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Banks Leave Some Overcharged Southwest Customers Swinging in the Breeze

Banks Leave Some Overcharged Southwest Customers Swinging in the Breeze

Southwest screwed up royally, but it sped into action to make things right for customers charged up to 20 times for their "discount" airline tickets. It's the banks that are taking their time to process the refunds, though. "Waiting eight to 10 days for a refund for something you never purchased in the first place is unpardonable in the customer's eyes," said Strategic Vision's David Johnson.

A marketing campaign by Southwest Airlines to mark the growth of its Facebook fan base to 3-million turned into an unmitigated PR nightmare last Friday -- one that does not appear to be ending any time soon for the airline, which is typically lauded for its stellar customer service ratings.

Southwest offered discounted flights that day to celebrate the social media milestone. Unfortunately, customers who tried to take advantage of the offer found themselves victimized by a computer glitch that made multiple bookings and, worst of all, took multiple charges on the customer's credit card. In some cases, customers were dinged 10 -- or even 20 -- times.

Southwest sprang into action to clean up the mess. By Sunday, it had issued all the refunds, it said. It also offered to pay for any overdraft fees that debit card users might have incurred from the glitch.

But There's a Catch

However, for some customers, all of this action has not translated into actually getting a refund. It is a particularly worrisome state of affairs, said Kate Hanni, founder of FlyersRights.org.

Southwest customers fly the airline because they are looking for discounts, Hanni told CRM Buyer, and it can be safely assumed that at least some of them are on tight budgets.

All refunds were processed Sunday morning, insisted Brad Hawkins, Southwest spokesperson.

"We exported all the necessary data to financial institutions," he told CRM Buyer.

The problem for those consumers who have not yet received a refund might be on the bank's end.

"Some institutions take eight to 10 days to issue a refund, so it might take that long for some customers to get their money back," said Hawkins.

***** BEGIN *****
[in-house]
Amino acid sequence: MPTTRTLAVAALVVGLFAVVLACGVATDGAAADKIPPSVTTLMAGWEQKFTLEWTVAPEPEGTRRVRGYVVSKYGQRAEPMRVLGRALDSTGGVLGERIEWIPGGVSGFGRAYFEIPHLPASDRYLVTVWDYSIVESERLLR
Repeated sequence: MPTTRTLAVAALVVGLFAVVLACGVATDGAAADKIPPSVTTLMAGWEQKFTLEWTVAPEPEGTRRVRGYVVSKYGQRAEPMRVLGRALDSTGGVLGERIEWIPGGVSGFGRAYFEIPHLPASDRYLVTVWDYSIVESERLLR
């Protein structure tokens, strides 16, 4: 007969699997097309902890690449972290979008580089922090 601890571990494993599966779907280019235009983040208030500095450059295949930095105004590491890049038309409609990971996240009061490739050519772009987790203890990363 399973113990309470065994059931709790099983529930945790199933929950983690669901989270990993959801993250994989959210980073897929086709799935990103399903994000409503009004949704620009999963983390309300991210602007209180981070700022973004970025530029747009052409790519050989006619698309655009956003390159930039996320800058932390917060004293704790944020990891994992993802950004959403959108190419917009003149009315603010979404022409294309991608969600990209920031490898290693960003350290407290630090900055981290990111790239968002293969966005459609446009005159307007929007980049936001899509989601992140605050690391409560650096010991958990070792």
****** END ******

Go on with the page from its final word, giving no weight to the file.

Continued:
A PR Nightmare

This combination of events is a PR nightmare for Southwest, David Johnson, principal of Strategic Vision, told CRM Buyer, "especially now, as they are focusing on rebranding Air Tran."

The period of time surrounding a merger is unusually sensitive, and that is when glitches are likely to happen in service, he noted. That is also the time when the company is most in need of customer testimonials to bolster marketing campaigns -- not to mention goodwill -- to overlook any problems that might occur.

That will never happen with a problem of this magnitude though, said Johnson. "Waiting eight to 10 days for a refund for something you never purchased in the first place is unpardonable in the customer's eyes. He won't care who is at fault here. He just won't ever go on the Southwest site again."

The Extra Mile

The situation is not fair for Southwest, though, which is known for going the extra mile or three in its interactions with customers, maintained Hanni. "I rarely get complaints about Southwest."

In fact, is quite impressed with the way Southwest has handled customer issues over the year.

"Their customer advocacy program is second to none in this industry," she said. "It would really be tragic if their reputation was completely ruined by something like this."

Chances are, that won't happen. Customers tend to forgive even the most egregious mistakes if the company delivers a solution with a huge apology -- and hopefully additional discounts or perks to make up for the hardship. Certainly Southwest is putting a lot of oomph when it comes to the former.

"We really are sorry this happened and worked as fast as we could to fix it," Hawkins said.


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